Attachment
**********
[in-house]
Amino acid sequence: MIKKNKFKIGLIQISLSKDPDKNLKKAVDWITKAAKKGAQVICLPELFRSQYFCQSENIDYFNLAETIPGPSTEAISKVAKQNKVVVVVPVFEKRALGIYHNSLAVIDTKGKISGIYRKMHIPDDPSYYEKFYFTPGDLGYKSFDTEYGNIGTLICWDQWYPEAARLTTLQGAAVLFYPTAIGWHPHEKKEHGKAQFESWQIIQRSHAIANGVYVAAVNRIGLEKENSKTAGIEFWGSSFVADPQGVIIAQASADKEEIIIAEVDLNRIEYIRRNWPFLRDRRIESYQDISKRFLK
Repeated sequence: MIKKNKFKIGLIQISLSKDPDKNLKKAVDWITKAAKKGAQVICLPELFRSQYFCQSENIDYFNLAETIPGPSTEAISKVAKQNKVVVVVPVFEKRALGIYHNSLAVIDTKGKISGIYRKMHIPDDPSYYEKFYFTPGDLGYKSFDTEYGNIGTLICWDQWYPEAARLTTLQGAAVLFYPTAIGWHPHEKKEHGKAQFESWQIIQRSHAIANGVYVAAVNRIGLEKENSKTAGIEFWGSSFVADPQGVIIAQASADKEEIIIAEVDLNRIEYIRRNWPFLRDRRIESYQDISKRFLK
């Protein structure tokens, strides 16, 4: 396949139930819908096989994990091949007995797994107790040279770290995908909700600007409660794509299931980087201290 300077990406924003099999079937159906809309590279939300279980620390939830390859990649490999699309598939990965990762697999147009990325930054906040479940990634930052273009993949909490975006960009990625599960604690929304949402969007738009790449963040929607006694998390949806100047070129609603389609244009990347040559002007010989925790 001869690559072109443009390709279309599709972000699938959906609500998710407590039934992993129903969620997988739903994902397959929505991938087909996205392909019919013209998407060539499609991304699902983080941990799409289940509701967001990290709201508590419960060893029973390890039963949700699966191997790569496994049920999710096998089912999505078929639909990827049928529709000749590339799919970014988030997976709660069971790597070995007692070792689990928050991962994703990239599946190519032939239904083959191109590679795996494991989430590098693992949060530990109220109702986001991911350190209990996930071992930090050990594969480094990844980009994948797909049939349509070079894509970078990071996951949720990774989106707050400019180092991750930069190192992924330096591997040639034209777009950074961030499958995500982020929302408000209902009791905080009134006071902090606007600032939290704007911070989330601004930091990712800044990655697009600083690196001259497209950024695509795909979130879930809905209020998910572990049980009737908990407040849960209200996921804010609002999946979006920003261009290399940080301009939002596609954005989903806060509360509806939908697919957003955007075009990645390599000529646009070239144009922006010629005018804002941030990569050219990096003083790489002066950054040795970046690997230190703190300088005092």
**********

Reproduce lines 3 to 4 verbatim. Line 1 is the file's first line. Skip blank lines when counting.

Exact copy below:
Repeated sequence: MIKKNKFKIGLIQISLSKDPDKNLKKAVDWITKAAKKGAQVICLPELFRSQYFCQSENIDYFNLAETIPGPSTEAISKVAKQNKVVVVVPVFEKRALGIYHNSLAVIDTKGKISGIYRKMHIPDDPSYYEKFYFTPGDLGYKSFDTEYGNIGTLICWDQWYPEAARLTTLQGAAVLFYPTAIGWHPHEKKEHGKAQFESWQIIQRSHAIANGVYVAAVNRIGLEKENSKTAGIEFWGSSFVADPQGVIIAQASADKEEIIIAEVDLNRIEYIRRNWPFLRDRRIESYQDISKRFLK
């Protein structure tokens, strides 16, 4: 396949139930819908096989994990091949007995797994107790040279770290995908909700600007409660794509299931980087201290 300077990406924003099999079937159906809309590279939300279980620390939830390859990649490999699309598939990965990762697999147009990325930054906040479940990634930052273009993949909490975006960009990625599960604690929304949402969007738009790449963040929607006694998390949806100047070129609603389609244009990347040559002007010989925790 001869690559072109443009390709279309599709972000699938959906609500998710407590039934992993129903969620997988739903994902397959929505991938087909996205392909019919013209998407060539499609991304699902983080941990799409289940509701967001990290709201508590419960060893029973390890039963949700699966191997790569496994049920999710096998089912999505078929639909990827049928529709000749590339799919970014988030997976709660069971790597070995007692070792689990928050991962994703990239599946190519032939239904083959191109590679795996494991989430590098693992949060530990109220109702986001991911350190209990996930071992930090050990594969480094990844980009994948797909049939349509070079894509970078990071996951949720990774989106707050400019180092991750930069190192992924330096591997040639034209777009950074961030499958995500982020929302408000209902009791905080009134006071902090606007600032939290704007911070989330601004930091990712800044990655697009600083690196001259497209950024695509795909979130879930809905209020998910572990049980009737908990407040849960209200996921804010609002999946979006920003261009290399940080301009939002596609954005989903806060509360509806939908697919957003955007075009990645390599000529646009070239144009922006010629005018804002941030990569050219990096003083790489002066950054040795970046690997230190703190300088005092």